Boris Johnson has placed the UK on lockdown to tackle the coronavirus, threatening police fines for anyone who ignores new measures including a ban on public gatherings of more than two people.
The Prime Minister detailed a short list of reasons why individuals can leave their homes as he ordered the immediate closure of all shops selling non-essentials items on Monday evening.
He ordered people to only leave the house to shop for basic necessities "as infrequently as possible" and to perform one form of exercise a day.
Or they could seek medical help, provide care to a vulnerable person or travel to work if "absolutely necessary", he said in a televised address from within Downing Street.
"That's all – these are the only reasons you should leave your home," he said.
"You should not be meeting friends. If your friends ask you to meet, you should say No. You should not be meeting family members who do not live in your home.
"If you don't follow the rules the police will have the powers to enforce them, including through fines and dispersing gatherings."
To ensure people follow the rules, Mr Johnson ordered the immediate closure of non-essential stores including those selling electronics and clothing.
All public gatherings of more than two people – other than those you live with – will be barred, the PM said.
Other premises being shuttered are libraries, playgrounds, outdoor gyms and places of worship.
And, while parks will remain open for exercise, all social events including weddings and baptisms will be stopped. Funerals, however, can continue.
Mr Johnson said the measures will be "under constant review" and will be considered for relaxation in three weeks' time if the evidence allows.
He said that "no prime minister wants to enact measures like this" as he reminded the public of the support programme to aid ailing businesses and struggling individuals.
But he said the drastic new measures allowing people to only leave home for the "very limited purposes" were necessary to slow the spread of the disease.
"To put it simply, if too many people become seriously unwell at one time, the NHS will be unable to handle it – meaning more people are likely to die, not just from coronavirus but from other illnesses as well," he added.
Mr Johnson had been facing widespread calls to impose tough restrictions on the nation amid concerns people are ignoring social distancing advice.
His call came after the UK death toll hit 335 and British citizens travelling abroad were told to return home "while you still can".
Forty-six more people died in England alongside four in Scotland and four in Wales, taking the number who have died in British hospitals after testing positive to 335. Those who have died in England range in age from 18 to 105.
In an earlier escalation of advice, Foreign Secretary Dominic Raab told citizens travelling overseas to return to the UK using commercial routes that are still running.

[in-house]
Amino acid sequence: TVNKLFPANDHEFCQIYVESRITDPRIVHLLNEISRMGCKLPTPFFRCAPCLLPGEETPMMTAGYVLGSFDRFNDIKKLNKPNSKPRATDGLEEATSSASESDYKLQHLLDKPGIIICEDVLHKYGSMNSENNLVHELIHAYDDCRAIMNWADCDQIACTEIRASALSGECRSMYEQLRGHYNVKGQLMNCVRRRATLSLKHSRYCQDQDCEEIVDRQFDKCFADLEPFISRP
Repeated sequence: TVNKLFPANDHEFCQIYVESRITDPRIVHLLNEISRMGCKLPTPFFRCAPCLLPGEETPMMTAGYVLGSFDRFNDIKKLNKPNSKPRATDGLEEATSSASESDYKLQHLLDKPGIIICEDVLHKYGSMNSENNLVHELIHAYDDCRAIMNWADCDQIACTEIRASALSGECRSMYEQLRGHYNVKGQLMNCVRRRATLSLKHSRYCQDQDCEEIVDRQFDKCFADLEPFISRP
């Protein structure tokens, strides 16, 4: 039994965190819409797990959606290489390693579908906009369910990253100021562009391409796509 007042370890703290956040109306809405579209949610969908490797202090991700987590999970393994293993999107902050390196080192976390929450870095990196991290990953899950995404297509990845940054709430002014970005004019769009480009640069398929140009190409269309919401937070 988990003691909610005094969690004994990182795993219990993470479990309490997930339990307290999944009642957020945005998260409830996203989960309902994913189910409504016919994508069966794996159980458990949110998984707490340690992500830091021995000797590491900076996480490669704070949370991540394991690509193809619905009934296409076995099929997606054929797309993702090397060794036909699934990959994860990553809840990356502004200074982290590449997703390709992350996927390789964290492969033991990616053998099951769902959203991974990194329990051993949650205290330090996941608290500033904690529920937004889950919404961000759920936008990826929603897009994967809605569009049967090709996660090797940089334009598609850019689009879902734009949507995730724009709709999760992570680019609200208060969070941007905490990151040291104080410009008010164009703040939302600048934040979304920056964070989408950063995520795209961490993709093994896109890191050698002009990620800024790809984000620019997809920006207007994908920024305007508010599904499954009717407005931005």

"If you are on holiday abroad the time to come home is now while you still can," he said.
Foreign Office staff were working to help citizens get back where routes have been halted due to the growing crisis.
Meanwhile, MPs were debating emergency legislation that could see airports shut and police having the powers to force people with virus symptoms to isolate.
And, elsewhere, WHO general director Dr Tedros Ghebreyesus said the pandemic is "accelerating" as he urged nations to impose more stringent measures than social distancing advice.
"To win, we need to attack the coronavirus with aggressive and targeted tactics – testing every suspected Covid-19 case, isolating and caring for every confirmed case, and tracing and quarantining every close contact," he said.
Over the weekend, crowds of people were witnessed visiting open spaces across many parts of the UK, at times flouting official social distancing advice.
Health Secretary Matt Hancock had earlier called those who disregarded the advice "very selfish", as he discussed measures to support NHS workers.
He told BBC Radio 4 that he hoped testing of medical staff for Covid-19 would take place "as soon as possible".
And he said the Government has confirmed that all major hospitals have received deliveries of personal protective equipment (PPE) needed by frontline staff and that a hotline has been set up for NHS workers to ring if there are shortages in their area.
Mr Hancock also said that 12,000 ventilators are now available after last week's appeal by the PM, up from 5,000 that the NHS had access to previously.
The severe measures came as Wendy Jacobs, a head teacher at Roose Primary School in Barrow-in-Furness, Cumbria, died after testing positive for coronavirus.
In Walsall, a 36-year-old nurse and mother-of-three was on a ventilator in intensive care after contracting coronavirus.
Areema Nasreen was in a critical condition at Walsall Manor Hospital in the West Midlands, where she works.
There were growing fears that Britain is on a similar trajectory to Italy – scene of the world's worst outbreak – where the death toll passed 5,000 over the weekend.
The Italian government was one of a number of European countries to announce new or extended restrictions – with Germany banning public gatherings of more than two people not from the same household.